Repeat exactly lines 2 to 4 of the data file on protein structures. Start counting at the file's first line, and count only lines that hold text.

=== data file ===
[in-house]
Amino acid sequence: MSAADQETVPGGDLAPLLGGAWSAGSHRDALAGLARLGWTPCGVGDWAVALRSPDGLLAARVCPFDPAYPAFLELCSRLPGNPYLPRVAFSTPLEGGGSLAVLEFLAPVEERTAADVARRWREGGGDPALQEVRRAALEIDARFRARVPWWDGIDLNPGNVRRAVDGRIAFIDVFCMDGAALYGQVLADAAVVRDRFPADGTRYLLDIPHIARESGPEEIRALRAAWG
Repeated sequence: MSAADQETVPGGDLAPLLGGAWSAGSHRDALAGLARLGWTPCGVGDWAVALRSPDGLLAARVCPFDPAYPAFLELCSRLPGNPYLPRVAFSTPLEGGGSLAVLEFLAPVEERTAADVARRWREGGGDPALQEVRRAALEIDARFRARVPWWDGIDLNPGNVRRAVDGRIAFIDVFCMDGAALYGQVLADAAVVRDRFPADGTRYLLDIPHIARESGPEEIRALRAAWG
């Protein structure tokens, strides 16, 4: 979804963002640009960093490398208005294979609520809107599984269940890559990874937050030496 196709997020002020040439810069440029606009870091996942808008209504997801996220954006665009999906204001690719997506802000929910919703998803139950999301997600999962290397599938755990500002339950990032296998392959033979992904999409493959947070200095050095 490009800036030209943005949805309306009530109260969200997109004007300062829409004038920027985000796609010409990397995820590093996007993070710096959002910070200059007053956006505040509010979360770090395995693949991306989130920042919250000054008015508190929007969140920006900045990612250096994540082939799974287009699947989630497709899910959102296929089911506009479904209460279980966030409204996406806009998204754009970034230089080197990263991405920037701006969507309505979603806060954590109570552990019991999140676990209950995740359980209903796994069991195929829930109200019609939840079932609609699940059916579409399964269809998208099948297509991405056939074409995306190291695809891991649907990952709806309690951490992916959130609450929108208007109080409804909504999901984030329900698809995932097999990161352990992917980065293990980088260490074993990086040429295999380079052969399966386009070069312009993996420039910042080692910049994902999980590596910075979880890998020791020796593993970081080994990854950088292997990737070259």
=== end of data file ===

Amino acid sequence: MSAADQETVPGGDLAPLLGGAWSAGSHRDALAGLARLGWTPCGVGDWAVALRSPDGLLAARVCPFDPAYPAFLELCSRLPGNPYLPRVAFSTPLEGGGSLAVLEFLAPVEERTAADVARRWREGGGDPALQEVRRAALEIDARFRARVPWWDGIDLNPGNVRRAVDGRIAFIDVFCMDGAALYGQVLADAAVVRDRFPADGTRYLLDIPHIARESGPEEIRALRAAWG
Repeated sequence: MSAADQETVPGGDLAPLLGGAWSAGSHRDALAGLARLGWTPCGVGDWAVALRSPDGLLAARVCPFDPAYPAFLELCSRLPGNPYLPRVAFSTPLEGGGSLAVLEFLAPVEERTAADVARRWREGGGDPALQEVRRAALEIDARFRARVPWWDGIDLNPGNVRRAVDGRIAFIDVFCMDGAALYGQVLADAAVVRDRFPADGTRYLLDIPHIARESGPEEIRALRAAWG
């Protein structure tokens, strides 16, 4: 979804963002640009960093490398208005294979609520809107599984269940890559990874937050030496 196709997020002020040439810069440029606009870091996942808008209504997801996220954006665009999906204001690719997506802000929910919703998803139950999301997600999962290397599938755990500002339950990032296998392959033979992904999409493959947070200095050095 490009800036030209943005949805309306009530109260969200997109004007300062829409004038920027985000796609010409990397995820590093996007993070710096959002910070200059007053956006505040509010979360770090395995693949991306989130920042919250000054008015508190929007969140920006900045990612250096994540082939799974287009699947989630497709899910959102296929089911506009479904209460279980966030409204996406806009998204754009970034230089080197990263991405920037701006969507309505979603806060954590109570552990019991999140676990209950995740359980209903796994069991195929829930109200019609939840079932609609699940059916579409399964269809998208099948297509991405056939074409995306190291695809891991649907990952709806309690951490992916959130609450929108208007109080409804909504999901984030329900698809995932097999990161352990992917980065293990980088260490074993990086040429295999380079052969399966386009070069312009993996420039910042080692910049994902999980590596910075979880890998020791020796593993970081080994990854950088292997990737070259």